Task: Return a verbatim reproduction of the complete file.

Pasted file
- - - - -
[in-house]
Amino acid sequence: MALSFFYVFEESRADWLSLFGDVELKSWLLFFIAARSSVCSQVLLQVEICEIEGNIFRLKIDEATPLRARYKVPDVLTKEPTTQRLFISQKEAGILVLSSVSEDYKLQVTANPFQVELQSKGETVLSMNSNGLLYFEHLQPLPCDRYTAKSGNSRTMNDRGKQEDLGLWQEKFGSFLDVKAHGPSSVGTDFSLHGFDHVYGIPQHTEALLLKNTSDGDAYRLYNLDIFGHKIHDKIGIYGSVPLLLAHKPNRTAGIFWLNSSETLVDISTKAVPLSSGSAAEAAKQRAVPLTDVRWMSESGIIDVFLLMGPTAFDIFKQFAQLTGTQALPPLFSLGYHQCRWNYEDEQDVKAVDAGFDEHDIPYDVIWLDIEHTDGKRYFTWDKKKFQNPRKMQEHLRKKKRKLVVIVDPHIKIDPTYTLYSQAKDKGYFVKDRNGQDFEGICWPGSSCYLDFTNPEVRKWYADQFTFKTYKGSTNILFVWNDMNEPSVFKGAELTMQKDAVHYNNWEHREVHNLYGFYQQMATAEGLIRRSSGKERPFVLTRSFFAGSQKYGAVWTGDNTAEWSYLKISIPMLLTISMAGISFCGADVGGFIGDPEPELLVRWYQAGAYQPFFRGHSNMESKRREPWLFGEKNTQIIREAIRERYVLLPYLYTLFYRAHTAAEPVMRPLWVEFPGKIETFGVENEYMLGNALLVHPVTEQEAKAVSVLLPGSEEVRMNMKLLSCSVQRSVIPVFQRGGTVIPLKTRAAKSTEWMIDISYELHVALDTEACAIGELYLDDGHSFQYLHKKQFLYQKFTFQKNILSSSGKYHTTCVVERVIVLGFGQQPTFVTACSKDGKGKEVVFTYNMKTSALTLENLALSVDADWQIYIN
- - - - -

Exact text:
[in-house]
Amino acid sequence: MALSFFYVFEESRADWLSLFGDVELKSWLLFFIAARSSVCSQVLLQVEICEIEGNIFRLKIDEATPLRARYKVPDVLTKEPTTQRLFISQKEAGILVLSSVSEDYKLQVTANPFQVELQSKGETVLSMNSNGLLYFEHLQPLPCDRYTAKSGNSRTMNDRGKQEDLGLWQEKFGSFLDVKAHGPSSVGTDFSLHGFDHVYGIPQHTEALLLKNTSDGDAYRLYNLDIFGHKIHDKIGIYGSVPLLLAHKPNRTAGIFWLNSSETLVDISTKAVPLSSGSAAEAAKQRAVPLTDVRWMSESGIIDVFLLMGPTAFDIFKQFAQLTGTQALPPLFSLGYHQCRWNYEDEQDVKAVDAGFDEHDIPYDVIWLDIEHTDGKRYFTWDKKKFQNPRKMQEHLRKKKRKLVVIVDPHIKIDPTYTLYSQAKDKGYFVKDRNGQDFEGICWPGSSCYLDFTNPEVRKWYADQFTFKTYKGSTNILFVWNDMNEPSVFKGAELTMQKDAVHYNNWEHREVHNLYGFYQQMATAEGLIRRSSGKERPFVLTRSFFAGSQKYGAVWTGDNTAEWSYLKISIPMLLTISMAGISFCGADVGGFIGDPEPELLVRWYQAGAYQPFFRGHSNMESKRREPWLFGEKNTQIIREAIRERYVLLPYLYTLFYRAHTAAEPVMRPLWVEFPGKIETFGVENEYMLGNALLVHPVTEQEAKAVSVLLPGSEEVRMNMKLLSCSVQRSVIPVFQRGGTVIPLKTRAAKSTEWMIDISYELHVALDTEACAIGELYLDDGHSFQYLHKKQFLYQKFTFQKNILSSSGKYHTTCVVERVIVLGFGQQPTFVTACSKDGKGKEVVFTYNMKTSALTLENLALSVDADWQIYIN